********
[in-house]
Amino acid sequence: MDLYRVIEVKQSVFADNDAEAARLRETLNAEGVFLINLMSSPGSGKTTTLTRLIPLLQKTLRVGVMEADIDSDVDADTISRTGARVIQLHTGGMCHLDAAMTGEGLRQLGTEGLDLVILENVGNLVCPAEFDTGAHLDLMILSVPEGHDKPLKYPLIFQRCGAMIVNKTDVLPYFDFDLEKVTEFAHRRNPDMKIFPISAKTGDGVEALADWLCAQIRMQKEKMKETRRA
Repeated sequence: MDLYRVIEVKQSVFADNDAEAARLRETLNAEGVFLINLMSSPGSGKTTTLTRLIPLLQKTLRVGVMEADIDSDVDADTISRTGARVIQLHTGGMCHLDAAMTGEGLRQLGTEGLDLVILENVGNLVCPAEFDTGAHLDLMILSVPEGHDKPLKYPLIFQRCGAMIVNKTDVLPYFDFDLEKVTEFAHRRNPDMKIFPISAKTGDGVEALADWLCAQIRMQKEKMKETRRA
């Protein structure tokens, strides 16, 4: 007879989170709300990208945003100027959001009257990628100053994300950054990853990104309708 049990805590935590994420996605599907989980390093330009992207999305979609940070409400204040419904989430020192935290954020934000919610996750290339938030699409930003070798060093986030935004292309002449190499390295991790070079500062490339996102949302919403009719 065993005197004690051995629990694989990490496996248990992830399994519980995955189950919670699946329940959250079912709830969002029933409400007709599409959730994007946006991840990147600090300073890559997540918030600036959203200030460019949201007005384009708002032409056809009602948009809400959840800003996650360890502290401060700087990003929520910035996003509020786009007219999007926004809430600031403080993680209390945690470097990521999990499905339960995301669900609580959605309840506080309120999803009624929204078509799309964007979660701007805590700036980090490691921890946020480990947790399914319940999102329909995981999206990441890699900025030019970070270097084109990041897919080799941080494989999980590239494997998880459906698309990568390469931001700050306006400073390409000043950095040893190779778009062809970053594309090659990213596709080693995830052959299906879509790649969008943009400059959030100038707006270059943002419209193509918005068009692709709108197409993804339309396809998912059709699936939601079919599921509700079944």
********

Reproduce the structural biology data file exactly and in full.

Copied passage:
[in-house]
Amino acid sequence: MDLYRVIEVKQSVFADNDAEAARLRETLNAEGVFLINLMSSPGSGKTTTLTRLIPLLQKTLRVGVMEADIDSDVDADTISRTGARVIQLHTGGMCHLDAAMTGEGLRQLGTEGLDLVILENVGNLVCPAEFDTGAHLDLMILSVPEGHDKPLKYPLIFQRCGAMIVNKTDVLPYFDFDLEKVTEFAHRRNPDMKIFPISAKTGDGVEALADWLCAQIRMQKEKMKETRRA
Repeated sequence: MDLYRVIEVKQSVFADNDAEAARLRETLNAEGVFLINLMSSPGSGKTTTLTRLIPLLQKTLRVGVMEADIDSDVDADTISRTGARVIQLHTGGMCHLDAAMTGEGLRQLGTEGLDLVILENVGNLVCPAEFDTGAHLDLMILSVPEGHDKPLKYPLIFQRCGAMIVNKTDVLPYFDFDLEKVTEFAHRRNPDMKIFPISAKTGDGVEALADWLCAQIRMQKEKMKETRRA
């Protein structure tokens, strides 16, 4: 007879989170709300990208945003100027959001009257990628100053994300950054990853990104309708 049990805590935590994420996605599907989980390093330009992207999305979609940070409400204040419904989430020192935290954020934000919610996750290339938030699409930003070798060093986030935004292309002449190499390295991790070079500062490339996102949302919403009719 065993005197004690051995629990694989990490496996248990992830399994519980995955189950919670699946329940959250079912709830969002029933409400007709599409959730994007946006991840990147600090300073890559997540918030600036959203200030460019949201007005384009708002032409056809009602948009809400959840800003996650360890502290401060700087990003929520910035996003509020786009007219999007926004809430600031403080993680209390945690470097990521999990499905339960995301669900609580959605309840506080309120999803009624929204078509799309964007979660701007805590700036980090490691921890946020480990947790399914319940999102329909995981999206990441890699900025030019970070270097084109990041897919080799941080494989999980590239494997998880459906698309990568390469931001700050306006400073390409000043950095040893190779778009062809970053594309090659990213596709080693995830052959299906879509790649969008943009400059959030100038707006270059943002419209193509918005068009692709709108197409993804339309396809998912059709699936939601079919599921509700079944």